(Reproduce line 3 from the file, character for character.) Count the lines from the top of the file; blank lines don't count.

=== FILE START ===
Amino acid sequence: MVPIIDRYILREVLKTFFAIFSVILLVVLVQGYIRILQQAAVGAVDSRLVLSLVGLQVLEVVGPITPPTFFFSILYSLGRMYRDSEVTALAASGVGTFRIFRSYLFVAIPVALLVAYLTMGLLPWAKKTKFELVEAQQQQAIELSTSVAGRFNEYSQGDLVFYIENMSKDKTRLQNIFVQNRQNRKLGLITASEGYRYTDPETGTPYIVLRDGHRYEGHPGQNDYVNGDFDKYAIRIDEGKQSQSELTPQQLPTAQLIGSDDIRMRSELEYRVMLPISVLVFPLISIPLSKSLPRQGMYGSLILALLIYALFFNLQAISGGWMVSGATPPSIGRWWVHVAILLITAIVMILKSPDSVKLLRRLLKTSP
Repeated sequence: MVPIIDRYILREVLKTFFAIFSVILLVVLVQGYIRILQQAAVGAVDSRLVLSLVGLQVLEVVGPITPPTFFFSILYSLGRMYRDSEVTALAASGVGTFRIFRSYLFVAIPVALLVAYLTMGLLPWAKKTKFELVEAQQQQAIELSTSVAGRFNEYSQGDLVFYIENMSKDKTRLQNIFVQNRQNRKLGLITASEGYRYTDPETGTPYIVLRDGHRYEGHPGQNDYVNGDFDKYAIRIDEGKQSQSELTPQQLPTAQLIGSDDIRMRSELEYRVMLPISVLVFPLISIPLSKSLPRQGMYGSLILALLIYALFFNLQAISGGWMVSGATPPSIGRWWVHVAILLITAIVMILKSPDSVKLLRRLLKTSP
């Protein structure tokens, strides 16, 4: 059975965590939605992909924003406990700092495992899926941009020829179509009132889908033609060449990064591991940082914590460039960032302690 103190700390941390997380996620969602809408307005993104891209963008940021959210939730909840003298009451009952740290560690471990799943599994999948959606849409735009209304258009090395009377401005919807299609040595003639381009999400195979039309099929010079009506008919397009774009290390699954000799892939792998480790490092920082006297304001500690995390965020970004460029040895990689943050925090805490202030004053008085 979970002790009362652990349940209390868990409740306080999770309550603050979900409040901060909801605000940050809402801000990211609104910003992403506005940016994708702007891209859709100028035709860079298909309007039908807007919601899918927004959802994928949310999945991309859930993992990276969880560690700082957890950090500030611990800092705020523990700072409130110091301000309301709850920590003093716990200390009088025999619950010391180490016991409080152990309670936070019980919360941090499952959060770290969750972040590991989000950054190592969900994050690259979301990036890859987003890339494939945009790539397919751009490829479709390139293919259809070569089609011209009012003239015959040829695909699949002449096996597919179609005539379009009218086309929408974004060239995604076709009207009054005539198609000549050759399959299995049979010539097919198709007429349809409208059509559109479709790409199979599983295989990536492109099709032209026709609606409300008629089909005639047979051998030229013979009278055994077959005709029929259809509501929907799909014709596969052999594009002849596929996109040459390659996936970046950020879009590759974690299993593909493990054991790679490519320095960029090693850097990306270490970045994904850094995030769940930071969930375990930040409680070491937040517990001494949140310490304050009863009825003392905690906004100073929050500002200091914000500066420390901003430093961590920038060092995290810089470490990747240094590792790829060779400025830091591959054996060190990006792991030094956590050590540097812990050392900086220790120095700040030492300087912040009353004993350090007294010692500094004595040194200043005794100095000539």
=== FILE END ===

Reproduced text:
């Protein structure tokens, strides 16, 4: 059975965590939605992909924003406990700092495992899926941009020829179509009132889908033609060449990064591991940082914590460039960032302690 103190700390941390997380996620969602809408307005993104891209963008940021959210939730909840003298009451009952740290560690471990799943599994999948959606849409735009209304258009090395009377401005919807299609040595003639381009999400195979039309099929010079009506008919397009774009290390699954000799892939792998480790490092920082006297304001500690995390965020970004460029040895990689943050925090805490202030004053008085 979970002790009362652990349940209390868990409740306080999770309550603050979900409040901060909801605000940050809402801000990211609104910003992403506005940016994708702007891209859709100028035709860079298909309007039908807007919601899918927004959802994928949310999945991309859930993992990276969880560690700082957890950090500030611990800092705020523990700072409130110091301000309301709850920590003093716990200390009088025999619950010391180490016991409080152990309670936070019980919360941090499952959060770290969750972040590991989000950054190592969900994050690259979301990036890859987003890339494939945009790539397919751009490829479709390139293919259809070569089609011209009012003239015959040829695909699949002449096996597919179609005539379009009218086309929408974004060239995604076709009207009054005539198609000549050759399959299995049979010539097919198709007429349809409208059509559109479709790409199979599983295989990536492109099709032209026709609606409300008629089909005639047979051998030229013979009278055994077959005709029929259809509501929907799909014709596969052999594009002849596929996109040459390659996936970046950020879009590759974690299993593909493990054991790679490519320095960029090693850097990306270490970045994904850094995030769940930071969930375990930040409680070491937040517990001494949140310490304050009863009825003392905690906004100073929050500002200091914000500066420390901003430093961590920038060092995290810089470490990747240094590792790829060779400025830091591959054996060190990006792991030094956590050590540097812990050392900086220790120095700040030492300087912040009353004993350090007294010692500094004595040194200043005794100095000539």